Scary lesson

I experienced my first real near miss yesterday. Definitely caused a few more gray hairs in the beard (not that you could tell the difference from before).
I was cutting a shoulder rabet in a 1/2" thick slice of some exotic burl. The protruding shoulder would sit in a 1/4" groove that runs around the inside perimeter of a mitered walnut box I'm making to store my chisels. I was making the last of the four cuts with the wood on edge in which the TS blade would be buried in the wood (the next series of cuts would be with the wood flat and would complete the rabet).
All of a sudden I heard a loud CLUNK! of the blade as it grabbed the piece and it was launched out of my hands. It's always amazing to me how the mind can work so fast in those situations that it seems like everything else is slowing down. In that fraction of a second I thought, "Damn, that's gonna ruin that beautiful piece and I'll be done for the day!"
I turned around and watched as the piece sailed through the air (I live in sunny SoCal and do most of my work in the driveway), bounced off the roof of my car, hit the street and shattered, some 30 feet away. I quickly assessed that I had still had 10 fingers (a slight nick on one, I believe from the burl bullet as it went past) and then thought, "Yep, I'm done for today", and cleaned up the mess.
So, nothing irreplacable was lost. And it definitely left a lasting impression on me. I have always been aware of the theoretical potential for kickback. Now I've got the experience to go with it. Even upon review, I can't think of what I might have done differently to prevent it. I'm fairly certain my hands were well placed and exposed to minimal risk. In a strange way, I'm glad it happened because the occasional reminder is a good thing.
Just passing this on as a reminder to others here.
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Ian Dodd wrote:

If that won't stop your heart, nothing will! I'll remember to my dying day when all the carbide tips flew off my then newly purchased Crapsman contractor's TS. I had ignorantly placed the metal "feather board" that Sears sells, too close to the blade. After the piece I was cutting cleared the blade, the metal "feather board" touched the blade. This all transpired in my driveway. I found only a couple of the 20 something blade tips. My dad had been standing off to the side. Luckily, neither of us was hit by the shrapnel. Yowsa!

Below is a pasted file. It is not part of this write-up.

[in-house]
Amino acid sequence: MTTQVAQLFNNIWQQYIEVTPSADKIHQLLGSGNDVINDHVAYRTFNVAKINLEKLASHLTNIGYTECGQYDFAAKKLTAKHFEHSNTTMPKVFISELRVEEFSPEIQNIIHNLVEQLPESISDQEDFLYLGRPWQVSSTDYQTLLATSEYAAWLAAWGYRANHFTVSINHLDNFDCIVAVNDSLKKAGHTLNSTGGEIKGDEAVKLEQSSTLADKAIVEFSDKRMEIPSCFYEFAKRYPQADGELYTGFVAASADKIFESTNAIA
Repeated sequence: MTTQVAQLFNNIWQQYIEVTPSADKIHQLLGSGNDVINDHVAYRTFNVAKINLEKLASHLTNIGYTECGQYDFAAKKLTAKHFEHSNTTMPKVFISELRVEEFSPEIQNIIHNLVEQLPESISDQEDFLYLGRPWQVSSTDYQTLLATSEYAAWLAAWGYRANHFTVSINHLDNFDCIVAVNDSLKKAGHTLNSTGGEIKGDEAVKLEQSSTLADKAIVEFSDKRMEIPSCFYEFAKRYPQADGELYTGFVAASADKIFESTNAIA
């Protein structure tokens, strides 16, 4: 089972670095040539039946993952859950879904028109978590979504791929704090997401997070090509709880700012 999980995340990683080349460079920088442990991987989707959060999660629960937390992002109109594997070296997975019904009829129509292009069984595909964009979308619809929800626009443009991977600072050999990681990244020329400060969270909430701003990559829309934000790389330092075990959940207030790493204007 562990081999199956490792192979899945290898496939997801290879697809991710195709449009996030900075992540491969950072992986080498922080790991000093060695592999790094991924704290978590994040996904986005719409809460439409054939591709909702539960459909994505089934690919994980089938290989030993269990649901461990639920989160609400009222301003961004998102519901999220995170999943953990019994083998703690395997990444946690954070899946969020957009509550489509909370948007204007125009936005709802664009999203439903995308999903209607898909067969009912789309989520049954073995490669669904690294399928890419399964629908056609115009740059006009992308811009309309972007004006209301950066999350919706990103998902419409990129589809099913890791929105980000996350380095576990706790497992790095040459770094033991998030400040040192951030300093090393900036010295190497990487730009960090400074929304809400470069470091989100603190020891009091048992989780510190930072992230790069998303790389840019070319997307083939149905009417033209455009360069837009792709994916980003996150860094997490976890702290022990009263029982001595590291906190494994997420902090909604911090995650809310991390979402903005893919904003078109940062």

dave
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It just goes against my way of thinking that a manufacturer would produce a metal feather board to be used on a TS. Seems like an accident waiting to happen. I guess it actually was. I wonder if Rockler still markets the Aluminum push stick, another bad idea IMHO.
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Leon wrote:

in the hell did they make it out of metal? I don't know if Sears still sells them.
dave
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I agree with that Leon - I favor white pine push sticks in the hope that they might disintegrate (rather than snatching my paw) when the worst happens.
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I make mine out of 1/2" Baltic Birch. They have a handle on top, a finger on the back end to push the work through and they extend forward about 9" to hold the work down.
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Sounds about like mine. I'm surprised, the last time someone mentioned the inadvisability of the aluminum push stick, there were some who defended it. The last thing I saw at work today was someone slam a 1 1/4" HSS endmill into a piece of aluminum. The aluminum is fine (a few dents but not bad) but the milling cutter shattered. Makes you think.

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Yes. Rockler does still market the AL push stick. Have a couple of them and even nicked one. It is a very soft aluminum, hardly knew it happened at the time. Still, tend to only use them when there is a bit of distance from the blade.........
Bill
--

"Do what you can, with what you have, where you are."
-Theodore Roosevelt
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Carbide blades cut aluminum quite easily, actually. I was really skeptical about it, but my very reliable neighbor showed me on HIS saw how it worked. So this morning, when needing to trim some aluminum door threshold, I used the OEM blade on my DeWalt CMS, rather than some other saw.